Perception of causality in schizophrenia spectrum disorder

Tschacher, Wolfgang; Kupper, Zeno (2006). Perception of causality in schizophrenia spectrum disorder. Schizophrenia bulletin, 32 Suppl 1(Suppl 1), S106-S112. Oxford: Oxford University Press 10.1093/schbul/sb1018

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Patients with schizophrenia spectrum disorders often maintain deviating views on cause-effect relationships, especially when positive and disorganization symptoms are manifest. Altered perceived causality is prominent in delusional ideation, in ideas of reference, and in the mentalizing ability (theory of mind [ToM]) of patients. Perceiving causal relationships may be understood either as higher order cognitive reasoning or as low-level information processing. In the present study, perception of causality was investigated as a low-level, preattentional capability similar to gestalt-like perceptual organization. Thirty-one patients (24 men and 7 women with mean age 27.7 years) and the same number of healthy control subjects matched to patients with respect to age and sex were tested. A visual paradigm was used in which 2 identical discs move, from opposite sides of a monitor, steadily toward and then past one another. Their coincidence generates an ambiguous, bistable percept (discs either "stream through" or "bounce off" one another). The bouncing perception, ie, perceived causality, is enhanced when auditory stimuli are presented at the time of coincidence. Psychopathology was measured using the Positive and Negative Syndrome Scale. It was found that positive symptoms were strongly associated with increased perceived causality and disorganization with attenuated perceived causality. Patients in general were not significantly different from controls, but symptom subgroups showed specifically altered perceived causality. Perceived causality as a basic preattentional process may contribute to higher order cognitive alterations and ToM deficiencies. It is suggested that cognitive remediation therapy should address both increased and reduced perception of causality.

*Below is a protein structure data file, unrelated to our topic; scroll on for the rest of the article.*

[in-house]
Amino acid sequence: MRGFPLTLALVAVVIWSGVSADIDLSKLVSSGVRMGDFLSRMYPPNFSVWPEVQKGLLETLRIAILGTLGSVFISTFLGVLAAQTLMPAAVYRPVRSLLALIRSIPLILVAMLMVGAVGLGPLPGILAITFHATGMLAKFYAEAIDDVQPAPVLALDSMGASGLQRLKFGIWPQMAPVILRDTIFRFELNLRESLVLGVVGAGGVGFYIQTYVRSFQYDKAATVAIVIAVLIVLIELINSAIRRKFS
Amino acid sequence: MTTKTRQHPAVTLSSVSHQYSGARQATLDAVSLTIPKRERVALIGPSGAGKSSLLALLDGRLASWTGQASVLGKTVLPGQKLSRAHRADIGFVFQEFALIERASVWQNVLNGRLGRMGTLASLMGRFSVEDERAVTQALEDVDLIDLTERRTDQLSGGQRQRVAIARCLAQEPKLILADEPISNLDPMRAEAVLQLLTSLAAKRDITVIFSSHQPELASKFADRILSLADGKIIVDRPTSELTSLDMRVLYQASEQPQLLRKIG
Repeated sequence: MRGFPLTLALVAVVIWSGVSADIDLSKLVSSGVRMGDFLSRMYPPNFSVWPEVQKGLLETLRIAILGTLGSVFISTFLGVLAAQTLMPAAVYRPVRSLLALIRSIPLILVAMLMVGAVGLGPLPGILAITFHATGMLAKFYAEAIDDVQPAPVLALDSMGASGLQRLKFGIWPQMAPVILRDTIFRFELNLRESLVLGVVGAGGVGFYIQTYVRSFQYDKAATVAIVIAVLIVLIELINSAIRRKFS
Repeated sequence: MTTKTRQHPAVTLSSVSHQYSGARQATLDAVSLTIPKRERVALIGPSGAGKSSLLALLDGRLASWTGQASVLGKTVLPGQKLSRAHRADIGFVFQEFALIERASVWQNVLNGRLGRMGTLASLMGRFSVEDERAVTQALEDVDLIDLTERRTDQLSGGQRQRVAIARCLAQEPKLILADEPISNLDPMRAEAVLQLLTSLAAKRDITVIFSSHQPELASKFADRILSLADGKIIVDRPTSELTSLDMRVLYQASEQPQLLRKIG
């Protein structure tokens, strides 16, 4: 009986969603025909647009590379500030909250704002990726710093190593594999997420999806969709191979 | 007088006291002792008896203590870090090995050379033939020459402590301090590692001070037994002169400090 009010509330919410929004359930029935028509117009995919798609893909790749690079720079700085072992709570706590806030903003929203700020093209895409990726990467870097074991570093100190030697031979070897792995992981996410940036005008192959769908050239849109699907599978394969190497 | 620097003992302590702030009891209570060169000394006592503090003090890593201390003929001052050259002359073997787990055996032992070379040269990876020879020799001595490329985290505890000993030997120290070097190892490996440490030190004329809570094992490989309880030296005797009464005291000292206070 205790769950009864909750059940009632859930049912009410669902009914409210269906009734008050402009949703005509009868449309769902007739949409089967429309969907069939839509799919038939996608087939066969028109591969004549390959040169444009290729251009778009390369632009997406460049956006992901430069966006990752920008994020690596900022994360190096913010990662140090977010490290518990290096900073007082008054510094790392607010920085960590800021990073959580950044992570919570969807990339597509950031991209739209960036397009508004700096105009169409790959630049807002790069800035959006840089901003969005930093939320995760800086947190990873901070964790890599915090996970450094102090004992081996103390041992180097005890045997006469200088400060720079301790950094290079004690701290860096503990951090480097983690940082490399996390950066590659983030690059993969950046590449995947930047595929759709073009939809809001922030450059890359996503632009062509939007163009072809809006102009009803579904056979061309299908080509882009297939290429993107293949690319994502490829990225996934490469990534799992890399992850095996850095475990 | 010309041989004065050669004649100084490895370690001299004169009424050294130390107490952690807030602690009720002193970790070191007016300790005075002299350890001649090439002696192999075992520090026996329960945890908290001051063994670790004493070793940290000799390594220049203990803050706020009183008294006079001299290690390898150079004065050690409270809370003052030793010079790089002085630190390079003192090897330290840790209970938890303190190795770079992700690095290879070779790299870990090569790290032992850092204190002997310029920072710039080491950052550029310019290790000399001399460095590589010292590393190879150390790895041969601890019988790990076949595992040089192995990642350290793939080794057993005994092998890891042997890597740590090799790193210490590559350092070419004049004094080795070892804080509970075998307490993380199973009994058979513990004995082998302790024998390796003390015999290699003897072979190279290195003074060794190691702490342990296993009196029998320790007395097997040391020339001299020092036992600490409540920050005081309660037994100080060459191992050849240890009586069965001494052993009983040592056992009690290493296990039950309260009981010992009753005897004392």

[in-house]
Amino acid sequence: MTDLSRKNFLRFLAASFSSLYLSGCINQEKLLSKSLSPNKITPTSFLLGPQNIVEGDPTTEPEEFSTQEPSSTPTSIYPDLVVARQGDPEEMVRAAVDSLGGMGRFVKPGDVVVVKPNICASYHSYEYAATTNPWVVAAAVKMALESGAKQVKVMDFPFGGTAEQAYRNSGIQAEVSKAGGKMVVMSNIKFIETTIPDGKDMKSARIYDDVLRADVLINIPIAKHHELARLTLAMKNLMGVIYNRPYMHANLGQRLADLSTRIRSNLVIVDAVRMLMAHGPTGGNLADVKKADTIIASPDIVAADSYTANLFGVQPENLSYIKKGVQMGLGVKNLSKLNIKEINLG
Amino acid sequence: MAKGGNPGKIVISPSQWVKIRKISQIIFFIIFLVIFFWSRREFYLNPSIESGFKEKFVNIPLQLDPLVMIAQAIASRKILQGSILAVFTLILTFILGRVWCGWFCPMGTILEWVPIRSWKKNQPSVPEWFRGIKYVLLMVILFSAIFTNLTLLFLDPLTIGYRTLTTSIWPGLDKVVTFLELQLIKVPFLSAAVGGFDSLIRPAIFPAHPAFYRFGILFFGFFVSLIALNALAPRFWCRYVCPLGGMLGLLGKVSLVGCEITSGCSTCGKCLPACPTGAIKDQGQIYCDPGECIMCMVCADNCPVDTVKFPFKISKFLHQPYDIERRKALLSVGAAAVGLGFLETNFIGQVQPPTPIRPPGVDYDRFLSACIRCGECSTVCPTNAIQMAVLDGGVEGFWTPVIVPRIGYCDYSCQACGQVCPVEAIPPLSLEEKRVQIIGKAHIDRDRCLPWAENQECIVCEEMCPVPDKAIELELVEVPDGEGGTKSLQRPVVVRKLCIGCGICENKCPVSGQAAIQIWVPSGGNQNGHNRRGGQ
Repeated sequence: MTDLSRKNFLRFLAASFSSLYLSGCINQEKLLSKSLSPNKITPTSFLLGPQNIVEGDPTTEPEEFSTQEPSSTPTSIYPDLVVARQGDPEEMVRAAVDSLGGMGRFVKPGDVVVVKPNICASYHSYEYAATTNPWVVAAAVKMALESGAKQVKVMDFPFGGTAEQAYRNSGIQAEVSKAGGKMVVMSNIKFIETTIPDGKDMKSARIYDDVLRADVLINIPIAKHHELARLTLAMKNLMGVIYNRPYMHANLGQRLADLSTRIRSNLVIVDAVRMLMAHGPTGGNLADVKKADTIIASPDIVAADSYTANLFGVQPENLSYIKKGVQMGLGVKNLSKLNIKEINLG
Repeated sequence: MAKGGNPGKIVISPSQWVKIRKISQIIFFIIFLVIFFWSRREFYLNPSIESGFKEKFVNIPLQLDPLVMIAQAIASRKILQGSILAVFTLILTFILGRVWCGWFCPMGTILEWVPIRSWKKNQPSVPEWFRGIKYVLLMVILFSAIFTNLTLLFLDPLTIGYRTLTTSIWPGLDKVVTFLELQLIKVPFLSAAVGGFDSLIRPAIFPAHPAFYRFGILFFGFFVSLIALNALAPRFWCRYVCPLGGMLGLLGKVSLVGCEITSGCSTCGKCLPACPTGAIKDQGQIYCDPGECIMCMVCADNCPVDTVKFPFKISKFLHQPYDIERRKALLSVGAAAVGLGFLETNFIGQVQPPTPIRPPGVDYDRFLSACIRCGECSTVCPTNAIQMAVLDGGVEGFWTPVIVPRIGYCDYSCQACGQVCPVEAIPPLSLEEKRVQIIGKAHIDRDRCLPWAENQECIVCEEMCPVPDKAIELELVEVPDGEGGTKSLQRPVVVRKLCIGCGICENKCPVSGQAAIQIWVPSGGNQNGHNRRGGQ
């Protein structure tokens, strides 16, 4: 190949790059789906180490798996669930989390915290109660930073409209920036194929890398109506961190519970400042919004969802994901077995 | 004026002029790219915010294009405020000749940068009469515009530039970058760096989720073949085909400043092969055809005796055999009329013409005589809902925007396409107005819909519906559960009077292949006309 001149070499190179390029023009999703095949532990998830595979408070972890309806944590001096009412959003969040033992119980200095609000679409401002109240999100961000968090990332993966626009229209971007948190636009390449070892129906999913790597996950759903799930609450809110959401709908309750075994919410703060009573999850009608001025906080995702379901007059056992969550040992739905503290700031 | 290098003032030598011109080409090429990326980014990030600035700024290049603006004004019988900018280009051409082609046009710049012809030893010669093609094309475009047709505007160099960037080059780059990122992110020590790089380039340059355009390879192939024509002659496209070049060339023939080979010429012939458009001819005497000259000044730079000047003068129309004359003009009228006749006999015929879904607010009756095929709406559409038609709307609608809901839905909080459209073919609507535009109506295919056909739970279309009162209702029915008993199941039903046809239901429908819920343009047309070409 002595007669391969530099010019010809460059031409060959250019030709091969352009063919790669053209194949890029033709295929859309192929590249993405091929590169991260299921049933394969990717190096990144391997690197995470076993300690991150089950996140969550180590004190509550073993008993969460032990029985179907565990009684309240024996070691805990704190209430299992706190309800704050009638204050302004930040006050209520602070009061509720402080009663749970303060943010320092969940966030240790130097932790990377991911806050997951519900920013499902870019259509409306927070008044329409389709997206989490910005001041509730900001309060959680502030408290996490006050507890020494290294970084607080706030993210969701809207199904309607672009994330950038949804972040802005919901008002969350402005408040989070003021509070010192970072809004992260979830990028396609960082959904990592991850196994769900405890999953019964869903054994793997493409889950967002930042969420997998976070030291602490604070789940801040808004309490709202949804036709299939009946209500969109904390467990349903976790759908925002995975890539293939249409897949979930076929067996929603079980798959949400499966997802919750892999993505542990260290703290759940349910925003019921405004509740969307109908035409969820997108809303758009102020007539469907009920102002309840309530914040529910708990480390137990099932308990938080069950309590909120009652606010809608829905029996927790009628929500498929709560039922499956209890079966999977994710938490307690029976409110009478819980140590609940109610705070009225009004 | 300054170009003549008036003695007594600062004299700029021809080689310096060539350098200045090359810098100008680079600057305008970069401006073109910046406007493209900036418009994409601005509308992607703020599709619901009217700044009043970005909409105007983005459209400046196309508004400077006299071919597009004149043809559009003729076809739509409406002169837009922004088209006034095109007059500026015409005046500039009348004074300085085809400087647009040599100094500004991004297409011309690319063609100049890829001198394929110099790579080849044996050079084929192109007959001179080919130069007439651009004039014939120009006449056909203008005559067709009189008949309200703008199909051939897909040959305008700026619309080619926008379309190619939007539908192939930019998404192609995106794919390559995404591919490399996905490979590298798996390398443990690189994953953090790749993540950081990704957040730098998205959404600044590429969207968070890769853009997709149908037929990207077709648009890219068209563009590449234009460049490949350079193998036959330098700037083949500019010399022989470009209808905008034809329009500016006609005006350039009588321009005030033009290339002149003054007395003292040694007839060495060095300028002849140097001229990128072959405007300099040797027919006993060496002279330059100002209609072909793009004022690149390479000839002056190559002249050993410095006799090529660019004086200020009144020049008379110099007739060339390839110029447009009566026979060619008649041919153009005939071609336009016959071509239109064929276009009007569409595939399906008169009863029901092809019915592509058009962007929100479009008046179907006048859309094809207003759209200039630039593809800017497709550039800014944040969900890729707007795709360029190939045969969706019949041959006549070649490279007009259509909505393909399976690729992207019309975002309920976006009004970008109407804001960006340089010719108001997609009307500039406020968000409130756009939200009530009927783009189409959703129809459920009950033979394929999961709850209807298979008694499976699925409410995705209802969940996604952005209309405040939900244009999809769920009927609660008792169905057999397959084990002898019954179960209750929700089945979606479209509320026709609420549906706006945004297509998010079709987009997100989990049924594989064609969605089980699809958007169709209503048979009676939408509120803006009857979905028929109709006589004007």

Item Type:

Journal Article (Original Article)


04 Faculty of Medicine > University Psychiatric Services > University Hospital of Psychiatry and Psychotherapy > Psychotherapy

UniBE Contributor:

Tschacher, Wolfgang, Kupper, Zeno






Oxford University Press




Factscience Import

Date Deposited:

04 Oct 2013 14:49

Last Modified:

05 Dec 2022 14:15

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URI: (FactScience: 3973)

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